Grieving mother's ambulance plea

A MOTHER whose 32-year-old son was killed in a motorbike crash has demanded a face-to-face meeting with the Prime Minister to discuss the "severe lack" of ambulance cover in the town where he died.

A MOTHER whose 32-year-old son was killed in a motorbike crash has demanded a face-to-face meeting with the Prime Minister to discuss the "severe lack" of ambulance cover in the town where he died.

AnnSefton, a former ambulance driver in London, said she hoped other parents would never have to go through what she has endured.

In May last yearshe watched helplessly as her only son Tony lay in the road after his power bike smashed into a kerb in Chelmsford.

She said that from the time of the first 999 call at the scene of the accident in Gloucester Avenue, it was almost an hour before her son reached Broomfield Hospital, around five miles away.


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Both ambulances at the town's only station in CovalLane were on other calls that afternoon and although a rapid response vehicle and paramedic reached the scene within seven minutes of the call, it was another 26 minutes before another ambulance from Maldon station arrived.

Mr Sefton, a father-of-three and a former stunt-rider with the famous Honda Imps as a boy, died the next day.

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His mother yesterdaysaid she had been devastated to learn about Chelmsford's ambulance situation.

She has met Essex Ambulance NHS Trust chief executive Anthony Marsh on several occasions and on March 22, she will, together with Chelmsford West MP Simon Burns, personally deliver her 5,000-name Fighting For Tony petition to 10 Downing Street.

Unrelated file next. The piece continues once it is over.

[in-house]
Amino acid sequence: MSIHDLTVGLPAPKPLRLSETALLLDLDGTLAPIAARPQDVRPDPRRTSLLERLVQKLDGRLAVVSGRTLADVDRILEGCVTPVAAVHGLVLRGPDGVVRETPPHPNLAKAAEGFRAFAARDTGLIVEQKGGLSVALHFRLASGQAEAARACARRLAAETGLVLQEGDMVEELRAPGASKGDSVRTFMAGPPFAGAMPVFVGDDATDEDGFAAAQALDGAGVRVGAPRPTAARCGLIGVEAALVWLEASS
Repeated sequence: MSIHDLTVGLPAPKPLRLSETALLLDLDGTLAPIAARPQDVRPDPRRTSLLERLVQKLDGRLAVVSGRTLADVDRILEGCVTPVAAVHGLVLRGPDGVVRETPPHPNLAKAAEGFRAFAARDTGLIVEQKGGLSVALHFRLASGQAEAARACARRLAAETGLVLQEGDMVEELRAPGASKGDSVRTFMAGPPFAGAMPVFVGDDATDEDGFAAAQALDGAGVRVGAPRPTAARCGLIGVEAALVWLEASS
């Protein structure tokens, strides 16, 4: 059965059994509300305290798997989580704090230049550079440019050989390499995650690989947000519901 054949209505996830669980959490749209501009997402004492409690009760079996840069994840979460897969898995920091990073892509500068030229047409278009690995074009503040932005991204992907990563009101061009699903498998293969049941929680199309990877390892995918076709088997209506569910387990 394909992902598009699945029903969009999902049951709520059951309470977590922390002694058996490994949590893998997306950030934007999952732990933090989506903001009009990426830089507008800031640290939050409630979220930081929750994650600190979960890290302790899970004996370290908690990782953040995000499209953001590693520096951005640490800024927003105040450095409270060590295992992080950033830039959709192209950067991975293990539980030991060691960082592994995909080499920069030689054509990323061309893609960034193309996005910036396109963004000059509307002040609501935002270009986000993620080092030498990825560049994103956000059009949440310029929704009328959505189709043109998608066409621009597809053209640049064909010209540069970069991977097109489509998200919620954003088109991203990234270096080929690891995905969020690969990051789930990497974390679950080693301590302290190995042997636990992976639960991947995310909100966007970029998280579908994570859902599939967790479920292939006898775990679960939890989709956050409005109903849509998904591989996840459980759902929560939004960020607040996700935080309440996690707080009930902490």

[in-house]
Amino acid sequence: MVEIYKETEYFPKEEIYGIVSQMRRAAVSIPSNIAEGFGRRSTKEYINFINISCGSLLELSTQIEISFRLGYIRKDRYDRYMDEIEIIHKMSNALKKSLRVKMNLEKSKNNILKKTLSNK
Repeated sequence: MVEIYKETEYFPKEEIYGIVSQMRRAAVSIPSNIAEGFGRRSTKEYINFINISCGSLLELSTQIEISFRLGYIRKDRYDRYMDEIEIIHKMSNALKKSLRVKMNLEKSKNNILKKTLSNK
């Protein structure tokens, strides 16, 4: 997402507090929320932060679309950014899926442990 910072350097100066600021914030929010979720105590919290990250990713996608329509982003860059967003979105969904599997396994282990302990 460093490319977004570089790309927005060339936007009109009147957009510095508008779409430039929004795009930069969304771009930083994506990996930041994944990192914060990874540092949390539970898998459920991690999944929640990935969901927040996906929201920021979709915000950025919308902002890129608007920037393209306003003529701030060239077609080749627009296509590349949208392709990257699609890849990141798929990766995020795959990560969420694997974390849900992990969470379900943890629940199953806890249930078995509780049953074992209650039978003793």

The petition calls for more ambulance cover in the county town of Essex, but she said she wanted to drum home this message to Tony Blair directly.

She said: "I've asked to see him, but apparently he doesn't do this sort of thing. It's a bit upsetting really when you think we're the ones who elected him.

"Although there's nothing that can be done to bring back my son, I want to be able to stop any other mother, father, brother or sister feeling how I do.

"I saw my son bleeding in the road and I wouldn't wish that on anyone. There were loads of people there all asking where the ambulance was – it just wasn't quick enough."

Mr Marsh said: "We have every sympathy with Mrs Sefton's family and you could always say that we could do with more resources, but in this case the time was unavoidable.

"Mr Sefton was being cared for by our paramedic seven minutes from the first 999 call until the ambulance arrived.

"Because both Chelmsford vehicles were on other emergency calls, one from Ongar was scrambled.

"But then a Maldon ambulance, which had just been to A&E in Broomfield, became free and so that was sent instead."

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